Photographer: Getty Iamges
A Blown Deadline Could Cost a For-Profit School Millions
Charlotte School of Law has lost its license to operate in North Carolina after failing to finalize a deal offered by Education Secretary Betsy Devos before a state-imposed deadline. The school's future is now in doubt, opening the door to millions of dollars in potential debt relief for its students.
The Obama administration in December accused the school of misleading its students about its accreditation and former students’ bar-passage rates and banned it from accessing federal student aid—the lifeblood of most U.S. colleges. The school, indirectly owned by two funds operated by the Chicago-based private equity firm Sterling Partners, denied the allegations and has attempted to convince the Trump administration to reverse the Obama-era decision. Avi Epstein, general counsel and chief compliance officer for Sterling Partners, did not respond to a message seeking comment.
DeVos offered a lifeline to Charlotte Law after it hired Lauren Maddox, the adviser who shepherded her through the confirmation process. Maddox’s employer, the Washington-based Podesta Group, received some $130,000 in fees from the school to lobby DeVos’s agency and Capitol Hill, congressional records show.
On June 21, the University of North Carolina Board of Governors barred the school from enrolling new students and demanded that Charlotte Law meet various conditions by Aug. 10 to maintain its state license. Regaining access to federal student loan funds was one of those conditions. The Education Department required the school to put up $6 million in collateral, among other demands. In a letter dated Aug. 10, the school told state authorities that it had received a commitment from a bank to guarantee that sum.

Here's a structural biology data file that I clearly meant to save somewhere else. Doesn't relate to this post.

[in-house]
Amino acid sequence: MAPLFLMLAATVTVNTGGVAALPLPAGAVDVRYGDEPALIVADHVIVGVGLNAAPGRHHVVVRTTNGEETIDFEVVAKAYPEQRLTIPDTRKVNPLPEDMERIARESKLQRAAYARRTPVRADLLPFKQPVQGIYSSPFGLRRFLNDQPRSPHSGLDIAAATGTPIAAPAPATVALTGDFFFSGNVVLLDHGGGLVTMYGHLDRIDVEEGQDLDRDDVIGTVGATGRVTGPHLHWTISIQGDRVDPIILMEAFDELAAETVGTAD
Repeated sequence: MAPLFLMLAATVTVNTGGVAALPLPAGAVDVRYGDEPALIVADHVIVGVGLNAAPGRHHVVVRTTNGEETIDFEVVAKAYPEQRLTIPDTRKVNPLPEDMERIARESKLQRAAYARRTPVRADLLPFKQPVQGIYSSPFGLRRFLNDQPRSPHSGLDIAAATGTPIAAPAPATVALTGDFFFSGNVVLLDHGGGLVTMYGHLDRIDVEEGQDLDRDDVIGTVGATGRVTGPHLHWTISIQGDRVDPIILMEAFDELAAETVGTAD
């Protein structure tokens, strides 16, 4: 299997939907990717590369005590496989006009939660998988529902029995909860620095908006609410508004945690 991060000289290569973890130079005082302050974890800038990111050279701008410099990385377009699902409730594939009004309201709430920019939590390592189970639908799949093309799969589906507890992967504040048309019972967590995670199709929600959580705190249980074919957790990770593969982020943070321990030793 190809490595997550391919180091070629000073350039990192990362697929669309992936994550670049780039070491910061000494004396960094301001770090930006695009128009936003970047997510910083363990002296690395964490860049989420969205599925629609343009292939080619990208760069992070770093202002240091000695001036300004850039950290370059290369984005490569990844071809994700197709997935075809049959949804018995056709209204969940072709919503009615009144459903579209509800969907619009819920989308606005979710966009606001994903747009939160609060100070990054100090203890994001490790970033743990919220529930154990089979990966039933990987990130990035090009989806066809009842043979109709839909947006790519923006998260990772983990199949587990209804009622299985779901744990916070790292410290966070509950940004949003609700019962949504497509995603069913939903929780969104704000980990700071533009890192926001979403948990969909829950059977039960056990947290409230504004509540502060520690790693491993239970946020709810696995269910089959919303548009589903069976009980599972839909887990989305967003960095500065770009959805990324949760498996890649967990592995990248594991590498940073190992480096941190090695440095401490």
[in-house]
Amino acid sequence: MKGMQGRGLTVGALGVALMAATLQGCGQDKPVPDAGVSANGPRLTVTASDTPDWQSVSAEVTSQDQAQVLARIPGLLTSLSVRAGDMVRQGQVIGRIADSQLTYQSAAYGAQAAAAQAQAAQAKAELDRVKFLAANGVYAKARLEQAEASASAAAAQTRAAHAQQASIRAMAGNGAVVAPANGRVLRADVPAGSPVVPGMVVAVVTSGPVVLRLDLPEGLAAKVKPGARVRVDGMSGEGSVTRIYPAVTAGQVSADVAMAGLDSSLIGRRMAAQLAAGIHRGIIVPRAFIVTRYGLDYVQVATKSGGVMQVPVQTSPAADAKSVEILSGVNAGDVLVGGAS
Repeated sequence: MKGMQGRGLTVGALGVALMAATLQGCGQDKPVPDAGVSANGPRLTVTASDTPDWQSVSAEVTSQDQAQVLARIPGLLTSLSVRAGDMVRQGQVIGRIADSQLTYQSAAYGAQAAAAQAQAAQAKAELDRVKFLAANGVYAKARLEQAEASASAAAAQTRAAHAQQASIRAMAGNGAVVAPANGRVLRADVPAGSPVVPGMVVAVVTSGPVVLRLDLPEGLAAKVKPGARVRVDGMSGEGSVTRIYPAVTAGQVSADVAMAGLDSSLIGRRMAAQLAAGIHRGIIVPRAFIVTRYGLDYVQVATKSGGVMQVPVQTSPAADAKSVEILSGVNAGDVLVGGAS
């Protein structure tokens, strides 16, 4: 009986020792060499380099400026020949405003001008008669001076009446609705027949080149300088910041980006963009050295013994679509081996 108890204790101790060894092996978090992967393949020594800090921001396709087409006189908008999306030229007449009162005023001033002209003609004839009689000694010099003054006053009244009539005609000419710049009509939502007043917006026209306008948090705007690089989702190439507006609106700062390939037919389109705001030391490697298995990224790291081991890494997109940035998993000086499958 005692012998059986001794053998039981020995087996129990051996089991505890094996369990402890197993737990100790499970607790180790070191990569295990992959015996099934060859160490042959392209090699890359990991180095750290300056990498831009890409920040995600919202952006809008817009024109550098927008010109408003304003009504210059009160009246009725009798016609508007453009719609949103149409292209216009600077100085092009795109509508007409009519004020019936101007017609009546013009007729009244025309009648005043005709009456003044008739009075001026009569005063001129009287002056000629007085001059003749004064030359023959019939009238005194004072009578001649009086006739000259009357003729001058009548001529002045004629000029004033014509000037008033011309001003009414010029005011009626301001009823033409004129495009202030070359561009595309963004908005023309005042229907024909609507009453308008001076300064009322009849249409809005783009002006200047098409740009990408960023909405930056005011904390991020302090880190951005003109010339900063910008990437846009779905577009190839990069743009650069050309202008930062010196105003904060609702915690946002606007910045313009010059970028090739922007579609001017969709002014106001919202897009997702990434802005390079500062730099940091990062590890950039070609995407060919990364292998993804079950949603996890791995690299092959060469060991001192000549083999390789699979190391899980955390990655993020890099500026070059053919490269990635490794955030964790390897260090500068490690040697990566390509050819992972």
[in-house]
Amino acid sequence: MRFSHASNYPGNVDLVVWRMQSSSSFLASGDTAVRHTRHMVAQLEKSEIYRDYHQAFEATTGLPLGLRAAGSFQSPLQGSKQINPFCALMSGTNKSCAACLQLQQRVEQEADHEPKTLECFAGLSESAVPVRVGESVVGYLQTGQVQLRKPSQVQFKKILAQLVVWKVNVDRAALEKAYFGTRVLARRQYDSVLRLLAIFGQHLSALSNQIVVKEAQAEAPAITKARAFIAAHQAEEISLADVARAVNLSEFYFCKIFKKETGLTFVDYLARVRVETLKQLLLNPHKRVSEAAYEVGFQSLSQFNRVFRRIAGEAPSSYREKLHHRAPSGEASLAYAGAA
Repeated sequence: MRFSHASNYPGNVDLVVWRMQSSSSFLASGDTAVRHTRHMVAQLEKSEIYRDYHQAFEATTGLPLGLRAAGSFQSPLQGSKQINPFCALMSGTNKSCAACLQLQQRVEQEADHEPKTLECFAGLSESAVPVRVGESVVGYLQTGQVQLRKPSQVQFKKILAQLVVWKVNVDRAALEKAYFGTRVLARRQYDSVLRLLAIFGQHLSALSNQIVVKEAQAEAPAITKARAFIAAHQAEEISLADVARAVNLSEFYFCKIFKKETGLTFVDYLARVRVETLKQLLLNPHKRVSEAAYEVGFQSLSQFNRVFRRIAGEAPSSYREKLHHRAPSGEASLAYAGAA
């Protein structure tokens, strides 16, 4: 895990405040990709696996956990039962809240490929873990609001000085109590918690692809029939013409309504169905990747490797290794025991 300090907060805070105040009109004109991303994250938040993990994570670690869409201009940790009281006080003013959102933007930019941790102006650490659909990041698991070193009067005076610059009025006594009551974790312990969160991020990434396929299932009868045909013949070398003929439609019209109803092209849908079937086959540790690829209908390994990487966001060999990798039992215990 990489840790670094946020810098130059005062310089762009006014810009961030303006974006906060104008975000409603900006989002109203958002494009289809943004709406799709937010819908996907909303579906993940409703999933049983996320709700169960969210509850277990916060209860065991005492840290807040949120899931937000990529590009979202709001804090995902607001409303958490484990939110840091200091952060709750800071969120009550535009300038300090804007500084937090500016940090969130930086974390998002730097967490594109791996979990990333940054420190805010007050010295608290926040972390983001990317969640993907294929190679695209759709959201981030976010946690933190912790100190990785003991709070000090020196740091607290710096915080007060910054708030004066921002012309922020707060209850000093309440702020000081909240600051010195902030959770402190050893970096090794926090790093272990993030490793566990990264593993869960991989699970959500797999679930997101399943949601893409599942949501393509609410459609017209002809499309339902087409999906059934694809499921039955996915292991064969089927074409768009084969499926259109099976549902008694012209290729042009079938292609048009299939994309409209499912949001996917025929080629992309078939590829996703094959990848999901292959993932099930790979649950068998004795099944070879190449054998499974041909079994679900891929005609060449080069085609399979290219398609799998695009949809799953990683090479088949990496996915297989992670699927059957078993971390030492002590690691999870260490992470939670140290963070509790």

The feds and Charlotte Law failed to strike an agreement by Thursday’s deadline. As a result, Charlotte Law’s license expired, said Josh Ellis, a spokesman for the UNC system. Without a license, the school can’t legally operate in the state, officials said.
"We believe we will be able to demonstrate compliance in short order," Charlotte Law spokeswoman Victoria Taylor said in a prepared statement.
The school has petitioned its licensing agency to extend the deadline while it negotiates with the Education Department. The licensing agency could retroactively extend the deadline, state officials said. Liz Hill, an Education Department spokeswoman, said discussions with Charlotte Law are ongoing.
If the school officially shuts down, its remaining students could cancel their federal loans, leaving the school and its owners on the hook for potentially millions of dollars.
The loss of Charlotte Law’s state license should give students the right to loan cancellations immediately, said Clare McCann, a higher education expert at Washington-based policy organization New America, but it’s unclear whether the feds agree. The potential losses, she said, could also hurt other schools indirectly owned by Sterling Partners funds—Arizona Summit and Florida Coastal law schools.